loss factor


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loss factor

[′lȯs ‚fak·tər]
(electricity)
The power factor of a material multiplied by its dielectric constant; determines the amount of heat generated in a material.
References in periodicals archive ?
Recently the step curing and continuous curing techniques involving measurement of electrical properties like dielectric constant, loss factor, are also reported in the literature (refs.
The authors have developed a 2-dimensional numerical model to represent the microwave curing of a single lap adhesive-bonded joint with adherends having low dielectric loss factor.
The key engineering properties are the static shear modulus (G stat), the dynamic shear modulus (G') and the loss factor (tangent delta).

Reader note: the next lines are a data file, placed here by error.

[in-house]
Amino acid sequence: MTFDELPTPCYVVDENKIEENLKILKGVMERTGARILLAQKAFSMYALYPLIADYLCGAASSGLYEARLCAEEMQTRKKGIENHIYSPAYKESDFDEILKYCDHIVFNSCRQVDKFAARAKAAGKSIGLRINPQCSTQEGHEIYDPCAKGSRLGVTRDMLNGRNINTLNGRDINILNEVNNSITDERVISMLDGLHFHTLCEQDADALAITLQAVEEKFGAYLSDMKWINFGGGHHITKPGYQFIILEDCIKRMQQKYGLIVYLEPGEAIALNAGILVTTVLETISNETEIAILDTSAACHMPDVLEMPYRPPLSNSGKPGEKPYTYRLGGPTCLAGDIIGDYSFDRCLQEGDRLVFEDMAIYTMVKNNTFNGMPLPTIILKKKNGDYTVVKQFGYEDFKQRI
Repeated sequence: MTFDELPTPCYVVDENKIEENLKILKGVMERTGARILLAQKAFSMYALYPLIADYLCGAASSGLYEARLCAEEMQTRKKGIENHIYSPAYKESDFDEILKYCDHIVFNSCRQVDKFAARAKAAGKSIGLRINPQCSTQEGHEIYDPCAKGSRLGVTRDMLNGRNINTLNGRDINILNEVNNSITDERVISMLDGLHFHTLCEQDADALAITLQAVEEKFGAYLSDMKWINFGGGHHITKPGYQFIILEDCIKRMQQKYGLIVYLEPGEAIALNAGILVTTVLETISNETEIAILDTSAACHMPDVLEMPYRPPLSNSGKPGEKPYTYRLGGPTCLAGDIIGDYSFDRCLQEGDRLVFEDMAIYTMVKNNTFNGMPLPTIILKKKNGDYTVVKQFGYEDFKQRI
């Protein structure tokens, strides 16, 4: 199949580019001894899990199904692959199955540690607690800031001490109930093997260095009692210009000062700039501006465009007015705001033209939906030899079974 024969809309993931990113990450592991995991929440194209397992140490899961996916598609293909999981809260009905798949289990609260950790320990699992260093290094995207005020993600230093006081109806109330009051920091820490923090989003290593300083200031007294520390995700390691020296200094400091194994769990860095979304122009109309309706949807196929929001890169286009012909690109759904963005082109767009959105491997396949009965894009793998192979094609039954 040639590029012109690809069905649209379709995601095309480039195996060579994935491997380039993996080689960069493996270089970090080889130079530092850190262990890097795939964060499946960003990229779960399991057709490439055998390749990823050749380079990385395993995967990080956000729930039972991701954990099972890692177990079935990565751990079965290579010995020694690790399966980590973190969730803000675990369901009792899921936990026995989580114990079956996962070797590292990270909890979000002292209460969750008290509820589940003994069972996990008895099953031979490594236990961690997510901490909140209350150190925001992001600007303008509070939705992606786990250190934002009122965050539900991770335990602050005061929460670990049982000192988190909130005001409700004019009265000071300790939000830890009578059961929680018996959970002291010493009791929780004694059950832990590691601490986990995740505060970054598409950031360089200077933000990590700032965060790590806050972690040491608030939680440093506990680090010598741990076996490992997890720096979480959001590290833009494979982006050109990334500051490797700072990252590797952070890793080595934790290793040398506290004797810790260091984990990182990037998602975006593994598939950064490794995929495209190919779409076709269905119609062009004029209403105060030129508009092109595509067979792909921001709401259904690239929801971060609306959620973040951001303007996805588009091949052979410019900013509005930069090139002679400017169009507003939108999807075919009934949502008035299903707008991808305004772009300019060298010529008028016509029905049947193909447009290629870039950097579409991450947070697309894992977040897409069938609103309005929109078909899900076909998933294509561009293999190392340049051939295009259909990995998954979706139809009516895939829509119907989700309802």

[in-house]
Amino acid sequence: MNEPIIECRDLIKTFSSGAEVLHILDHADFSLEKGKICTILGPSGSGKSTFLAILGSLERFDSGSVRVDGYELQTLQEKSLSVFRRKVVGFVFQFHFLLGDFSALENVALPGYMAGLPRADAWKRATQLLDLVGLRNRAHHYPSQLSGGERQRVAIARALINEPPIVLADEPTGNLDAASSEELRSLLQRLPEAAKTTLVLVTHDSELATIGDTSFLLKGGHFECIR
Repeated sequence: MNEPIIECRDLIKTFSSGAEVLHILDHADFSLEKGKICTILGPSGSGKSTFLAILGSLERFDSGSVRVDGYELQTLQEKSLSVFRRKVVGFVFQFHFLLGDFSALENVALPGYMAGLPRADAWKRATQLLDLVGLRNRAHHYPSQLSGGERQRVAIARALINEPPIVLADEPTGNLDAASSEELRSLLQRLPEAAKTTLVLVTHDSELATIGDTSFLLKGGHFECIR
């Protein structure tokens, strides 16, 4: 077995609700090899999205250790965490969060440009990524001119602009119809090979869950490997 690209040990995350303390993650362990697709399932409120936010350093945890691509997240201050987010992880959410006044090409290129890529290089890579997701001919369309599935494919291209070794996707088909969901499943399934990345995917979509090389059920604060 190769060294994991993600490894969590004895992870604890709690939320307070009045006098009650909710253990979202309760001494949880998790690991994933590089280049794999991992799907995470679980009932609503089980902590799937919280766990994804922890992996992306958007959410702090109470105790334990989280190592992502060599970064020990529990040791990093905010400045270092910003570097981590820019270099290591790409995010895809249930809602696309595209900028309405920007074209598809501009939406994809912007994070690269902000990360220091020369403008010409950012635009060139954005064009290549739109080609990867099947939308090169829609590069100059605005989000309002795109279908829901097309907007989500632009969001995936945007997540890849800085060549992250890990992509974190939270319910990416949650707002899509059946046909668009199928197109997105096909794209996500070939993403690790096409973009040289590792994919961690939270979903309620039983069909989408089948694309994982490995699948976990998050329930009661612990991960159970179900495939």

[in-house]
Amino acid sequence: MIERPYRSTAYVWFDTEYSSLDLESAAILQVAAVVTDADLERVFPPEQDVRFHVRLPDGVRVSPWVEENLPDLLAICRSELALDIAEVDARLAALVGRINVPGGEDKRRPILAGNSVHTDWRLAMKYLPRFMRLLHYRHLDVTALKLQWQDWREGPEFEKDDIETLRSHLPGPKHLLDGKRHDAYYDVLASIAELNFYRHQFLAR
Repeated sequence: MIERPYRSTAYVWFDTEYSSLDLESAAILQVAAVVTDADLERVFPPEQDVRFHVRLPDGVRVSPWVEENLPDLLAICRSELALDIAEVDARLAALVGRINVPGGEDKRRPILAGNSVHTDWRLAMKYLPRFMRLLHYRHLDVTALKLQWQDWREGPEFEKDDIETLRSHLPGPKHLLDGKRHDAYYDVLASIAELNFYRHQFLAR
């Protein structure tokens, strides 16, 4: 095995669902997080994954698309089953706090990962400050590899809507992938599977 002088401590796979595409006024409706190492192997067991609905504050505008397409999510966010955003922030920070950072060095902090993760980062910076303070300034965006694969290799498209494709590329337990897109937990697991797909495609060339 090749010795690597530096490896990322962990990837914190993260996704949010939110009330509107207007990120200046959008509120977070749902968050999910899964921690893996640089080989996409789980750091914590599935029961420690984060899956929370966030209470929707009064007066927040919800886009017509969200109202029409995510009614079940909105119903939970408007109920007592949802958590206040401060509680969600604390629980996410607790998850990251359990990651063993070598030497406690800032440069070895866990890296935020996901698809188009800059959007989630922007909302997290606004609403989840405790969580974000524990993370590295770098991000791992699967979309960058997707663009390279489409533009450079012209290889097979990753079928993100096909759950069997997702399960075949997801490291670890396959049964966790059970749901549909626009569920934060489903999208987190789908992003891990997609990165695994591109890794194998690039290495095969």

Building attributes include an efficient floor plan with 26,000 s/f floor plates, low common area loss factor, high parking ratio and access to multiple fiber providers.
The loss factor is related to the material's energy dissipation.
Because of the resonant nature of EM crystals, the loss factor must be minimized for efficient operation.
Strain amplitude dependence of dynamic shear modulus (G [prime]) and loss factor (tan [Delta]) of the original samples are illustrated in figure 8 (a) and (b).
1 billion dollars worth of commercial property was sold in Manhattan in 2005 (2)), the first action taken by his sales agent is to increase the full floor Loss Factor to 25%.
Figure 9 shows the loss factor as a function of temperature of POM, modified POM blends and POE.
This difference is considered as an extra loss factor caused by the environment.
Damping loss factor measurements of carbon fiber panels were performed in the laser vibrometer laboratory.